SMALL PRESS DAY IS COMING!
Saturday July 9th sees the first Small Press Day in the UK and Ireland – an event that seeks to spotlight the exciting new voices in self-publishing and celebrate the philosophy of the small press scene. Across both countries shop signings, workshops and associated events will be taking place. You can find out all about it and what’s on in your local area at the official Small Press Day site here.
This week, as part of our SPD coverage, we’re pointing you in the direction of some of the most interesting uses of the form by UK-based small press creators working in a number of different fields of comics practice. Today’s column is something of a diversion from what’s preceded it over the last few days at BF as some of the UK ‘s most exciting small press creators recommend the work of their peers!
If you like what you see then you can investigate further with the online store links included…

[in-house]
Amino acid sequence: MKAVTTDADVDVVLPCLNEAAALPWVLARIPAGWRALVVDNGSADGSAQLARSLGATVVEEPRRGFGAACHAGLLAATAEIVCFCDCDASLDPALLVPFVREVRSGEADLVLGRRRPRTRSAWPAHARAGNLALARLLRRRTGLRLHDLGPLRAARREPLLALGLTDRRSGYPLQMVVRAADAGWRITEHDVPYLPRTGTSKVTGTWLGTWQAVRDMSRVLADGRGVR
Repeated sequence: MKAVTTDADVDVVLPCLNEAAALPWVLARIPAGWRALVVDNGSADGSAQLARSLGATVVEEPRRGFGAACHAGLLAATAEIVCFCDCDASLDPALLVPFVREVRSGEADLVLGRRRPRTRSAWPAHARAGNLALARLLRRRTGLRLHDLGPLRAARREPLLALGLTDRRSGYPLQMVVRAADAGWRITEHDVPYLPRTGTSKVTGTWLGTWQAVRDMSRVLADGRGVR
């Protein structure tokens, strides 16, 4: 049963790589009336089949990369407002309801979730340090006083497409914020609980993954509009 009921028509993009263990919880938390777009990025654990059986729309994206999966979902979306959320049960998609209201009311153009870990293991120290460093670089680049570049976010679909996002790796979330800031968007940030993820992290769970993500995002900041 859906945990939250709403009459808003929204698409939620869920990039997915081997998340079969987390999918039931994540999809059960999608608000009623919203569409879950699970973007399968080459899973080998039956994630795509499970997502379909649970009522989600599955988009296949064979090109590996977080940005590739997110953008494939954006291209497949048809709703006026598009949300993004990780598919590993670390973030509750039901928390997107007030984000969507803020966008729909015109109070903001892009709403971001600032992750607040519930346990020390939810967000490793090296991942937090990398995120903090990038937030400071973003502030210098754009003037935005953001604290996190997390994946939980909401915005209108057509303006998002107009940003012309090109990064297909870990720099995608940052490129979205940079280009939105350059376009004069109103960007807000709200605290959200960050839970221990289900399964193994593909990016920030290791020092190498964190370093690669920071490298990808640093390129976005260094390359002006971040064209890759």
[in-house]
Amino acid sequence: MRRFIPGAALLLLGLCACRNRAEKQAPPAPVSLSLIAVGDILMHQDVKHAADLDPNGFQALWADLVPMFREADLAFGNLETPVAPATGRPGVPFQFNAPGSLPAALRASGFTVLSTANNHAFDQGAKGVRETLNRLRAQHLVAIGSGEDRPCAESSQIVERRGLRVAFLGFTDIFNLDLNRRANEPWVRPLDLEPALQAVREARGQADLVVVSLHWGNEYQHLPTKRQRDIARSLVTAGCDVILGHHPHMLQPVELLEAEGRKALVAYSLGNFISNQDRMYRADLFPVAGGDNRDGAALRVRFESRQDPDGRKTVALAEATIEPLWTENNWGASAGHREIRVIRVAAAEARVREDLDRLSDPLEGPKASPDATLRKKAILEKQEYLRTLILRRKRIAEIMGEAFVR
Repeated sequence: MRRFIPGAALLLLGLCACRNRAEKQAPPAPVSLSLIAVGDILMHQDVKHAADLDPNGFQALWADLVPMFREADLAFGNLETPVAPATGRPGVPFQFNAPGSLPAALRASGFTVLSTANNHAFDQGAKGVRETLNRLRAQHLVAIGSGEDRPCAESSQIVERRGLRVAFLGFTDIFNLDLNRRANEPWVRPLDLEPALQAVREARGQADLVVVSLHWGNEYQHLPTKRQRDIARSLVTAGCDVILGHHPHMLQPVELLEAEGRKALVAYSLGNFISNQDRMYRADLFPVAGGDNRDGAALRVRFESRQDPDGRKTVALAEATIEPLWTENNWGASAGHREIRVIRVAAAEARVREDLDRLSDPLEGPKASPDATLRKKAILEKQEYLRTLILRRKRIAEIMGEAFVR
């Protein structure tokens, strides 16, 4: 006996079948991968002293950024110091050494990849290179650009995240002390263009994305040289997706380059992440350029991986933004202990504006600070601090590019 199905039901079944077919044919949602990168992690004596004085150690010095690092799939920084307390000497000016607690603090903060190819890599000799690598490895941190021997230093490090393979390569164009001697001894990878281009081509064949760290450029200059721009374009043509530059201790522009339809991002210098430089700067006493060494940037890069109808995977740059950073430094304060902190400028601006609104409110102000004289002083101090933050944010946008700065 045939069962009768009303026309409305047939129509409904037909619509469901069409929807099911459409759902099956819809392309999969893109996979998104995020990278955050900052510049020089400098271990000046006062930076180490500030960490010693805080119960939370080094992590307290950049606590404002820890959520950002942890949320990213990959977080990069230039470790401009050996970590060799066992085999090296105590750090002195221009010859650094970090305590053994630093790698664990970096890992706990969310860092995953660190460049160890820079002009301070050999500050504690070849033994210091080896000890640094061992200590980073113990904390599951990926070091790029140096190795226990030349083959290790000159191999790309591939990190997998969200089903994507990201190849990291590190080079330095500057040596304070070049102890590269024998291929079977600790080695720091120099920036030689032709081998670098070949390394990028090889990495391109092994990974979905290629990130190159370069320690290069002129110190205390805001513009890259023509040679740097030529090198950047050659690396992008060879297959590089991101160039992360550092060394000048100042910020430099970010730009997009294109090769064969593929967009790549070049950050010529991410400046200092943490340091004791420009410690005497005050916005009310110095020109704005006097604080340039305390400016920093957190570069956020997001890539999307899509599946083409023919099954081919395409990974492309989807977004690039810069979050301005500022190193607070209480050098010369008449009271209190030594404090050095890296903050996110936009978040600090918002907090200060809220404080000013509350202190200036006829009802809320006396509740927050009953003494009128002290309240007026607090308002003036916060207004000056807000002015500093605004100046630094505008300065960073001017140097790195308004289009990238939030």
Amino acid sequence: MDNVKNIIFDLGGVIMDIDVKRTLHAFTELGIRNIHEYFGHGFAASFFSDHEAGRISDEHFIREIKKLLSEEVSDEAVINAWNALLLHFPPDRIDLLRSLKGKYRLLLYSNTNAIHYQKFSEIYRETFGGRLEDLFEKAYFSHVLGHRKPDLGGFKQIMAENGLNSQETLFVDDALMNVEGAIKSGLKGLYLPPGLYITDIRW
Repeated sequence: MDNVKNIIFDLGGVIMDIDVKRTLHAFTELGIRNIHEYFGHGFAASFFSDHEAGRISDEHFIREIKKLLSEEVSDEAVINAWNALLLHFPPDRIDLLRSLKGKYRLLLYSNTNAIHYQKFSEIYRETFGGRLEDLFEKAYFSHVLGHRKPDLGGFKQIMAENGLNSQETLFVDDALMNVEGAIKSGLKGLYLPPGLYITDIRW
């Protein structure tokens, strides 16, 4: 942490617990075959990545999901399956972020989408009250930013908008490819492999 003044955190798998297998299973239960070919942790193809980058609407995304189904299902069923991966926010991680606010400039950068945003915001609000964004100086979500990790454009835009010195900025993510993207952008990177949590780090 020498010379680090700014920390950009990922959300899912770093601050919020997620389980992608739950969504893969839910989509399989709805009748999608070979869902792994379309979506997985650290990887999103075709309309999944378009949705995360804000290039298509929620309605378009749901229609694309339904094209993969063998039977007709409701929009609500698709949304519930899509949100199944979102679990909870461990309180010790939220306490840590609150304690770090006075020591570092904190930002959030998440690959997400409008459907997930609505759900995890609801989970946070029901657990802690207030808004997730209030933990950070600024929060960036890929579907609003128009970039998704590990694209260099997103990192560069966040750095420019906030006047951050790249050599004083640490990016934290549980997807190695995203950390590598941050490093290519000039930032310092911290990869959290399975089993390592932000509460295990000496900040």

Danny Noble on Fear Of Mum-Death and the Shadow Men by Wallis Eates
Reviewed here at Broken Frontier
I’ve always been in awe of Wallis’s beautiful brutal honesty. Whereas I and other folk might hide behind a punchline she pours herself all over the page in deep dark scratchy swashes and in lines so faint they nearly float away. It’s not that she’s not funny….she is quite hilarious, but it’s never used to make a story more comfortable.
This is her best work yet, I think. It made my heart ache and my belly laugh. It is dark and mysterious and so very familiar. A lot of the cultural references mirror my diaries, and the intense childhood fears too, though we led very different lives.